Mother did not sew.
Mother cooked reluctantly, loved to iron, planted bright red geraniums in pots for the front step, changed the beds on Fridays, vacuumed, taught school, studied the Bible, taught the Bible, read TIME magazine, and all the assorted things that talented women do throughout life.
But Mother did not sew.
Dad had learned to sew in the Marines. I can still see him sitting on the edge of their full size bed in white underpants, undershirt and brown socks, hunched over a pile of cloth in his lap. His fingers hold a needle the way a conductor holds a baton as he stitches a button back onto his shirt.
Mother never pumped gas, either. In the days before self service gasoline stations, this wasn’t a problem. When self service arrived, Dad took on the task of making sure Mother’s gas tank was filled. Mother wasn’t lazy. She just had standards. She often quoted George Bernard Shaw:
“A woman should realize that as long as she insists on her equality, she has lost her superiority.”
Then one Christmas morning, Mother shocked my sisters and me.
“I have a special gift for each of you,” Mother beamed as she reached under the evergreen tree covered with ornaments. She lifted four similar sized presents, each hastily wrapped in bright red and green striped paper late the night before. Mother was not a perfectionist, either. She examined each tag, to make sure she matched the right gift to the right daughter.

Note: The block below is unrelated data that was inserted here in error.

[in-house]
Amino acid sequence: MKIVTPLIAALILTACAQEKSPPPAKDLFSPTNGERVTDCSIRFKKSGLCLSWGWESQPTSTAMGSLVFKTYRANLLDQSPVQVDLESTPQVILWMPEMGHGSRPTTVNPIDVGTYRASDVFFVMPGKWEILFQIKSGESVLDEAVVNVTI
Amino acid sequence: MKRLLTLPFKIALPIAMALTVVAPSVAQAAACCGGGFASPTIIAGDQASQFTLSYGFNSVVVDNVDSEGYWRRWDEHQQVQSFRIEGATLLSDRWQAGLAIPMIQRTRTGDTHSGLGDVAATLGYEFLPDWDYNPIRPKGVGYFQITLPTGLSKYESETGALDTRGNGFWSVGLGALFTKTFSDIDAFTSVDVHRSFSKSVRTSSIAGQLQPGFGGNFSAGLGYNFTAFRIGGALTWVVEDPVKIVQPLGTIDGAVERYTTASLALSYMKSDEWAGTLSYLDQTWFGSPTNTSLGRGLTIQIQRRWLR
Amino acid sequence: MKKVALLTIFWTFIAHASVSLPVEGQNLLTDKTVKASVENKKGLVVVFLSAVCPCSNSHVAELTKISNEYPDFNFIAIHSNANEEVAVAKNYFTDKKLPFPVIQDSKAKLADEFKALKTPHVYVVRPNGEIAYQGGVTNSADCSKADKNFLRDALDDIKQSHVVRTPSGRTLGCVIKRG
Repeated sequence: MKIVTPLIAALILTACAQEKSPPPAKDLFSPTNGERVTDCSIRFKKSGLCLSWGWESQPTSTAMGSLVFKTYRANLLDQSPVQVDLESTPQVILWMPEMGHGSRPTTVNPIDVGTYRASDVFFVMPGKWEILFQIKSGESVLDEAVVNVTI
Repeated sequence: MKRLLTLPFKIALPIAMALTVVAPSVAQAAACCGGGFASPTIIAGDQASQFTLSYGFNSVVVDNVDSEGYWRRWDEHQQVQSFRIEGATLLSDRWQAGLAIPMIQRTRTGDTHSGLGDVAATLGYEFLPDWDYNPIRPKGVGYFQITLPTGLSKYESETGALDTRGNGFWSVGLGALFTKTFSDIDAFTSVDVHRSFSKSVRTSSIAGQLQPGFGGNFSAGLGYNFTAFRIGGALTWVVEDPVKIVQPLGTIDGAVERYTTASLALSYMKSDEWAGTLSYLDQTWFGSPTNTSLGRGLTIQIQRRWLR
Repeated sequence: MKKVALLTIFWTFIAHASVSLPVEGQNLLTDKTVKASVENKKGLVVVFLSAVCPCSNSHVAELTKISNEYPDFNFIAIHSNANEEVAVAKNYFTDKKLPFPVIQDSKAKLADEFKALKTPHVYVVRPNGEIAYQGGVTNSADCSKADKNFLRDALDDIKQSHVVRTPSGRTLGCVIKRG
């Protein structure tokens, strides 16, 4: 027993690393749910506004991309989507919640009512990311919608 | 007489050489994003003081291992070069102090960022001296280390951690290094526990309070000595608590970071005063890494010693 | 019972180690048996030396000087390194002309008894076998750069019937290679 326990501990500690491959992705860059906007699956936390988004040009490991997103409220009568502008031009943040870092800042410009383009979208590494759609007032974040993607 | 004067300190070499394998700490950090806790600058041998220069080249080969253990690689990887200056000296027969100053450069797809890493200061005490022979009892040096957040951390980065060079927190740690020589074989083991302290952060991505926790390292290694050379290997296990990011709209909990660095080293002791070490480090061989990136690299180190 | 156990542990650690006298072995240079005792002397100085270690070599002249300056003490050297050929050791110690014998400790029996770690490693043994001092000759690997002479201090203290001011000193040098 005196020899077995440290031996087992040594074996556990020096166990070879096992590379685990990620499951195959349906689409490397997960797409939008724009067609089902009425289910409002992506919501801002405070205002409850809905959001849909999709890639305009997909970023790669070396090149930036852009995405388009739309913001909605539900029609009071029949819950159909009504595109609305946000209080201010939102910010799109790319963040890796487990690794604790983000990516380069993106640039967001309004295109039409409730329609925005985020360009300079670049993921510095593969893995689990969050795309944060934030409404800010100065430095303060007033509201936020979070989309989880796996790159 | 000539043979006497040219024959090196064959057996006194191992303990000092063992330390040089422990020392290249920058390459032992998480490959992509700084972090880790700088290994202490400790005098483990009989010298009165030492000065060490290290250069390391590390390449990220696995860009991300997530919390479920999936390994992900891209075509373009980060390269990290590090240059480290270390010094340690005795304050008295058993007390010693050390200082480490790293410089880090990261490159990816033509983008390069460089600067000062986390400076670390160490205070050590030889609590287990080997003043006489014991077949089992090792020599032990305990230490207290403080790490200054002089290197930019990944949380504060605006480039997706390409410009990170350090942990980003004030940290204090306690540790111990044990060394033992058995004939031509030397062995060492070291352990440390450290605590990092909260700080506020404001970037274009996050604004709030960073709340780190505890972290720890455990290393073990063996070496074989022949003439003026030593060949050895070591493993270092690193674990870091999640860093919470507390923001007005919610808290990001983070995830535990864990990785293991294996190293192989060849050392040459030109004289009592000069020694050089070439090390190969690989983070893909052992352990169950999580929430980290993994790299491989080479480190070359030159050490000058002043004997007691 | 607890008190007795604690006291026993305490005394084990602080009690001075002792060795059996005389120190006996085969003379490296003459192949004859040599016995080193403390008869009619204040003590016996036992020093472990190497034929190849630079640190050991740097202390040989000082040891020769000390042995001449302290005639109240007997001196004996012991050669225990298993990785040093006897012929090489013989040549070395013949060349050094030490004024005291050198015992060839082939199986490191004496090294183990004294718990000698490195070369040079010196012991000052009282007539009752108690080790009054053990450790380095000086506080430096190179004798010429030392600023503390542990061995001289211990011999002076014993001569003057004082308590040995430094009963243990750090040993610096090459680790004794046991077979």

“What is it?!” we murmured, curious. “Do we need to open them at the same time?”
“Just open them,” Mother said with a wave of her hands.
I untied the bow on mine and pushed my thumb under the scotch tape to undo the wrapping. When I opened the box, hidden inside white tissue paper lay a quilted angel, wearing a pink gingham gown. Mother knew I loved the color pink and gingham.
“I made them,” Mother announced.
That was impossible. Mother did not sew. And my angel wore a dress with a seam in it. And a ruffle of white lace at the bottom which was not attached with a hot glue gun.
“Yes, I did it. My friend Gail helped me,” Mother worked to convince us she was telling the truth. “Look, Jennifer’s has Jennifer’s hair style.” Indeed, her angel wore a page boy.
We admired each other’s angels. They were cut from an identical pattern, but Mother had individualized each angel with unique fabric, buttons, ribbon and lace. My angel had brown embroidery floss hair braided into pig tails. The tiny white heart buttons at the neck were exactly what I would have chosen.
“We started working on them back in July.” Mother’s words sounded as if she was explaining the miracle to persuade herself.
I still have my angel. Each November 1, when we put up our Christmas tree, that angel, now yellow and lightly crushed after spending months in a box, crowns the tree. Every time I look at it, I remember that Mother made it for me, and I’m surprised.
Mother’s gift reminds me of God’s ‘hesed’ love. My new favorite Hebrew word, ‘hesed’, knocks ‘shalom’ into second place. ‘Hesed,’ it is fun to hear out loud. A loyal, boundless, never ending love. God epitomizes that love. And parents do, too. Hesed love promises your kids, “I’ll never stop loving you. I’ll do anything for you.”
“His hesed love endures forever.” Psalm 136